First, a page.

202118 Nov

Inside Ableton, the Music Software Company Everyone Wants to Buy


It was July 2020, and Behles and another Ableton executive were on the call with an unlikely group of potential investors: Diplo, the DJ-producer; Scooter Braun, the entrepreneur who manages Justin Bieber and Ariana Grande, among others; and Joshua Kushner, brother of Jared, husband of model Karlie Kloss and head of Thrive Capital. His straight hair is perfectly combed into a new wave curl, he’s wearing a suit — which he does every day to avoid thinking about how to dress — and he says his life is “probably very boring.” But he is the driving force behind Ableton’s refusal to sell at a time when the growth of the digital music business would make it a tempting, and very valuable, acquisition. In Monolake (which signed to a German independent record label but never found a mass audience), they first used a music-focused programming language called Max, then began to write the software that became Ableton Live. Running on both Macs and PCs, the software made it easy for users without much recording know-how to manipulate snippets of music — changing pitches, transitioning between passages, cutting and pasting tracks, and even building beats, or for that matter entire songs, from scratch. This audio manipulation congealed into a new sound that Michaelangelo Matos described as “a crisp, computery flutter — the seemingly true voice of the tinny, bright machines making it,” in his 2015 history of electronic music, The Underground Is Massive.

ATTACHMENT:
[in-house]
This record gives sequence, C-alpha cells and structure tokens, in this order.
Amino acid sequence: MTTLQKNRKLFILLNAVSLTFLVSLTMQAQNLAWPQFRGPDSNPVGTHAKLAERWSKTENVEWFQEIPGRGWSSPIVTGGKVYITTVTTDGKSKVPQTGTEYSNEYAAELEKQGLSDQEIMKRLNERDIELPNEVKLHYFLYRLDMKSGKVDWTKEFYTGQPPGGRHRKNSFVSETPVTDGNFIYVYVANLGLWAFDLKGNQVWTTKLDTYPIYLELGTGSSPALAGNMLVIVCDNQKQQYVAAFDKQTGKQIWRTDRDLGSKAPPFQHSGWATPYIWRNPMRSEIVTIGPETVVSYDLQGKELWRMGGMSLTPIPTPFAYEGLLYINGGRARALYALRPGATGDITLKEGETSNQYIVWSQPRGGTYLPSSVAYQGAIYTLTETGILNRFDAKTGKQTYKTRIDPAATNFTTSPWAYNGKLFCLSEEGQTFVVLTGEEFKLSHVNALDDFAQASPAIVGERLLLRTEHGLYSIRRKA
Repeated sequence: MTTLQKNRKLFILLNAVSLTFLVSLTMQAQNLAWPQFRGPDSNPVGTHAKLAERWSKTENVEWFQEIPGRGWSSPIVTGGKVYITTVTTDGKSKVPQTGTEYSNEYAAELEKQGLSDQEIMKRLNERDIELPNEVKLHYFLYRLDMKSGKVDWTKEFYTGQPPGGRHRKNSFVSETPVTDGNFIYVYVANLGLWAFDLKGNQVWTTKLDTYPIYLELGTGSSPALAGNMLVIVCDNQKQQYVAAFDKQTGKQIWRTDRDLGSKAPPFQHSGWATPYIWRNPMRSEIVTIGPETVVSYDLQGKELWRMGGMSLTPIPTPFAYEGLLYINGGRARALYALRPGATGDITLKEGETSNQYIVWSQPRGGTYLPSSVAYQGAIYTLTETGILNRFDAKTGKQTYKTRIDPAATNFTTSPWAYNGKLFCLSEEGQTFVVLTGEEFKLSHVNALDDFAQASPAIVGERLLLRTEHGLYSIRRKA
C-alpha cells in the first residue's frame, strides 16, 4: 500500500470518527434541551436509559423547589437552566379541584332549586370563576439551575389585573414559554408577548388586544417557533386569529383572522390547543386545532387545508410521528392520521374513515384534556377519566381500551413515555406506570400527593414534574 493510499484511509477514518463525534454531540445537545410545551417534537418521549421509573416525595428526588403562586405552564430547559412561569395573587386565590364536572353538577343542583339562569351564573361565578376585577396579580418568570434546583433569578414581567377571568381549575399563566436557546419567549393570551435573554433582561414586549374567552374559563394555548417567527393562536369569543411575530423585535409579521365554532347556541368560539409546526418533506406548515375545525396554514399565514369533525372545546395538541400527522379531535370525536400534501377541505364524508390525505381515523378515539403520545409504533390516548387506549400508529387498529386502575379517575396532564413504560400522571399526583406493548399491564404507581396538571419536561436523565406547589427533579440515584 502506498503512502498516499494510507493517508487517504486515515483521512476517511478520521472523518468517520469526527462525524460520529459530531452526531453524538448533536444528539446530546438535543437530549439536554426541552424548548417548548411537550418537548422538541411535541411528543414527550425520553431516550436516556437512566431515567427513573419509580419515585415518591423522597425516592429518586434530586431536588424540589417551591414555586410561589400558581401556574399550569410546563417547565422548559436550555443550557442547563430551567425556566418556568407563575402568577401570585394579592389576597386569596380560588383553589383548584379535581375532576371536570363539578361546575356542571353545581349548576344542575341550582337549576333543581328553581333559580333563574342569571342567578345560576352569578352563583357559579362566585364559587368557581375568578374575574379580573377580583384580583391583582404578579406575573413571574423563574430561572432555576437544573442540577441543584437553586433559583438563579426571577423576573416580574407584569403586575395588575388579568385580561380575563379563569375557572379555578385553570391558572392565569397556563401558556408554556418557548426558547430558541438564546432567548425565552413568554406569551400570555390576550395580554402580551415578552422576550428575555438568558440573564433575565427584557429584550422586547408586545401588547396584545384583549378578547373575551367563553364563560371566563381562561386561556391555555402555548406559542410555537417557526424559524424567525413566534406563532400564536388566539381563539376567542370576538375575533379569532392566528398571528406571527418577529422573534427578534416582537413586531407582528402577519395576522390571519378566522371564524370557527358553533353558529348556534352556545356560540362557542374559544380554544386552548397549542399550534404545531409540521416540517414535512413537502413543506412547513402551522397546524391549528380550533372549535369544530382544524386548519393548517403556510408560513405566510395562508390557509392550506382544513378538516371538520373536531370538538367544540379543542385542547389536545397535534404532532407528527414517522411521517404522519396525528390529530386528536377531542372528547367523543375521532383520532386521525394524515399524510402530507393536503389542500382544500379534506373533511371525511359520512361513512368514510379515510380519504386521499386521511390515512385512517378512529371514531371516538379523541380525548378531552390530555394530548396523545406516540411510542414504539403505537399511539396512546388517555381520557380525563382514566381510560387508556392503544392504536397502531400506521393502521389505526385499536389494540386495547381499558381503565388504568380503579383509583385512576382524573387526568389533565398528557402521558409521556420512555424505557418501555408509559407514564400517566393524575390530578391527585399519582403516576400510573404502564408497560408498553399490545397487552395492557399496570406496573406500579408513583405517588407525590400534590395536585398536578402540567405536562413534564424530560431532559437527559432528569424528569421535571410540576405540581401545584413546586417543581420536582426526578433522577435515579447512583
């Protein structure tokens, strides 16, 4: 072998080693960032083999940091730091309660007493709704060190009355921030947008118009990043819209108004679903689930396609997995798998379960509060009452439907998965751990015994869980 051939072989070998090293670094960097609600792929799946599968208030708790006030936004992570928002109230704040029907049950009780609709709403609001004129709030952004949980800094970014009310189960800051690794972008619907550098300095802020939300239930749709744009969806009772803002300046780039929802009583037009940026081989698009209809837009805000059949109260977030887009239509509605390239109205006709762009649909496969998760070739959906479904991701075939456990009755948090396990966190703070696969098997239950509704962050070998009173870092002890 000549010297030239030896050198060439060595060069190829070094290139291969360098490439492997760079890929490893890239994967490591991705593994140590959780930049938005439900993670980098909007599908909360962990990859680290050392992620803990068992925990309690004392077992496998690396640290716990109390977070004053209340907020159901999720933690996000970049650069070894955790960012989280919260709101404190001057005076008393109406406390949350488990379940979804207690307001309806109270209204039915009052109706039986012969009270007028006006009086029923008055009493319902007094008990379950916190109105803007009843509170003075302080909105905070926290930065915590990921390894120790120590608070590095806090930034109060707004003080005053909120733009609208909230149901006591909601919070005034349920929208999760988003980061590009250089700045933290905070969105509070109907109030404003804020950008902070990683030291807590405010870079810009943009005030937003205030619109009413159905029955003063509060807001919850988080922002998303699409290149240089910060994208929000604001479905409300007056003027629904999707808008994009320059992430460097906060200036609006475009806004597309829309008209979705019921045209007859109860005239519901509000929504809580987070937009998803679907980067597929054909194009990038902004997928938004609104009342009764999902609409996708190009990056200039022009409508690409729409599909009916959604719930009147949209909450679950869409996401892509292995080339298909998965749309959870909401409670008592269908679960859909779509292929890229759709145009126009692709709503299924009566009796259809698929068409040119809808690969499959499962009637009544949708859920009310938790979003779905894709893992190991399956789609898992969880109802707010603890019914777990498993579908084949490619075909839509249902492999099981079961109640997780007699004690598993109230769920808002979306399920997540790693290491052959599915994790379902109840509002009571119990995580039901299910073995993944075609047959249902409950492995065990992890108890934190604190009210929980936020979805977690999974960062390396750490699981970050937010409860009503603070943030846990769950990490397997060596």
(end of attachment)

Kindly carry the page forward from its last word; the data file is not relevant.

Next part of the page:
Source: Billboard